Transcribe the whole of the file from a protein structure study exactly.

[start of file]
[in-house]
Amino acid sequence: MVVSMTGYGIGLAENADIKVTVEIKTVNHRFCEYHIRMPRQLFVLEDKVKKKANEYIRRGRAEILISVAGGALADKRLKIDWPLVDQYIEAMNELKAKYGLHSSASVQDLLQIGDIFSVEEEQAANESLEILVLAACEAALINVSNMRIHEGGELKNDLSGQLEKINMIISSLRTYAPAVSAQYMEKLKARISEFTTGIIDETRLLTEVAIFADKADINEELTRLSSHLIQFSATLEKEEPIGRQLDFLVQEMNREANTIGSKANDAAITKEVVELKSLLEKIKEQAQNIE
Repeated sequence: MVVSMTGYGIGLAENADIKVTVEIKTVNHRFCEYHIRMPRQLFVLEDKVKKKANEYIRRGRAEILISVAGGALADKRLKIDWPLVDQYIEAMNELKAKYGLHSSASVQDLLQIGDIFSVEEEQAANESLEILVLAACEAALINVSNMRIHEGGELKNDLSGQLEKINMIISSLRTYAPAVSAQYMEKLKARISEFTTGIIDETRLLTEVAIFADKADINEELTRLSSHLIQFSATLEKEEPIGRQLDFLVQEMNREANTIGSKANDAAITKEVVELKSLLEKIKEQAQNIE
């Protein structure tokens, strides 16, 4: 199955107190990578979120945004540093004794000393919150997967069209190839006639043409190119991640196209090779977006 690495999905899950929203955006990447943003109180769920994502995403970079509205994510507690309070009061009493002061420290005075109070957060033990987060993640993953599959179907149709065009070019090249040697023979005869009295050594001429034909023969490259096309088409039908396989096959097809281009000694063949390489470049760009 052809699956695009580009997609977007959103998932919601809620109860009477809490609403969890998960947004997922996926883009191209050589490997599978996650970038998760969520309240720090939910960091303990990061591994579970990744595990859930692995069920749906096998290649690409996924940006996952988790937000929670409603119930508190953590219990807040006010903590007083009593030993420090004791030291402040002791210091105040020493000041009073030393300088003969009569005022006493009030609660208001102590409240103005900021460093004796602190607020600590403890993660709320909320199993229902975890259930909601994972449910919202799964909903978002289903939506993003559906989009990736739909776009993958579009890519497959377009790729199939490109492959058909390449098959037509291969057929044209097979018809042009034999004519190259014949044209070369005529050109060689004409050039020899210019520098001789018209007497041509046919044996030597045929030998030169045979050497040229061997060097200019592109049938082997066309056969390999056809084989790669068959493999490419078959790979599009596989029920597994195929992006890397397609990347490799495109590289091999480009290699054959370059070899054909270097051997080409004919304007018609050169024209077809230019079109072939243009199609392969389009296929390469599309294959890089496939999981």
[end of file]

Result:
[in-house]
Amino acid sequence: MVVSMTGYGIGLAENADIKVTVEIKTVNHRFCEYHIRMPRQLFVLEDKVKKKANEYIRRGRAEILISVAGGALADKRLKIDWPLVDQYIEAMNELKAKYGLHSSASVQDLLQIGDIFSVEEEQAANESLEILVLAACEAALINVSNMRIHEGGELKNDLSGQLEKINMIISSLRTYAPAVSAQYMEKLKARISEFTTGIIDETRLLTEVAIFADKADINEELTRLSSHLIQFSATLEKEEPIGRQLDFLVQEMNREANTIGSKANDAAITKEVVELKSLLEKIKEQAQNIE
Repeated sequence: MVVSMTGYGIGLAENADIKVTVEIKTVNHRFCEYHIRMPRQLFVLEDKVKKKANEYIRRGRAEILISVAGGALADKRLKIDWPLVDQYIEAMNELKAKYGLHSSASVQDLLQIGDIFSVEEEQAANESLEILVLAACEAALINVSNMRIHEGGELKNDLSGQLEKINMIISSLRTYAPAVSAQYMEKLKARISEFTTGIIDETRLLTEVAIFADKADINEELTRLSSHLIQFSATLEKEEPIGRQLDFLVQEMNREANTIGSKANDAAITKEVVELKSLLEKIKEQAQNIE
């Protein structure tokens, strides 16, 4: 199955107190990578979120945004540093004794000393919150997967069209190839006639043409190119991640196209090779977006 690495999905899950929203955006990447943003109180769920994502995403970079509205994510507690309070009061009493002061420290005075109070957060033990987060993640993953599959179907149709065009070019090249040697023979005869009295050594001429034909023969490259096309088409039908396989096959097809281009000694063949390489470049760009 052809699956695009580009997609977007959103998932919601809620109860009477809490609403969890998960947004997922996926883009191209050589490997599978996650970038998760969520309240720090939910960091303990990061591994579970990744595990859930692995069920749906096998290649690409996924940006996952988790937000929670409603119930508190953590219990807040006010903590007083009593030993420090004791030291402040002791210091105040020493000041009073030393300088003969009569005022006493009030609660208001102590409240103005900021460093004796602190607020600590403890993660709320909320199993229902975890259930909601994972449910919202799964909903978002289903939506993003559906989009990736739909776009993958579009890519497959377009790729199939490109492959058909390449098959037509291969057929044209097979018809042009034999004519190259014949044209070369005529050109060689004409050039020899210019520098001789018209007497041509046919044996030597045929030998030169045979050497040229061997060097200019592109049938082997066309056969390999056809084989790669068959493999490419078959790979599009596989029920597994195929992006890397397609990347490799495109590289091999480009290699054959370059070899054909270097051997080409004919304007018609050169024209077809230019079109072939243009199609392969389009296929390469599309294959890089496939999981």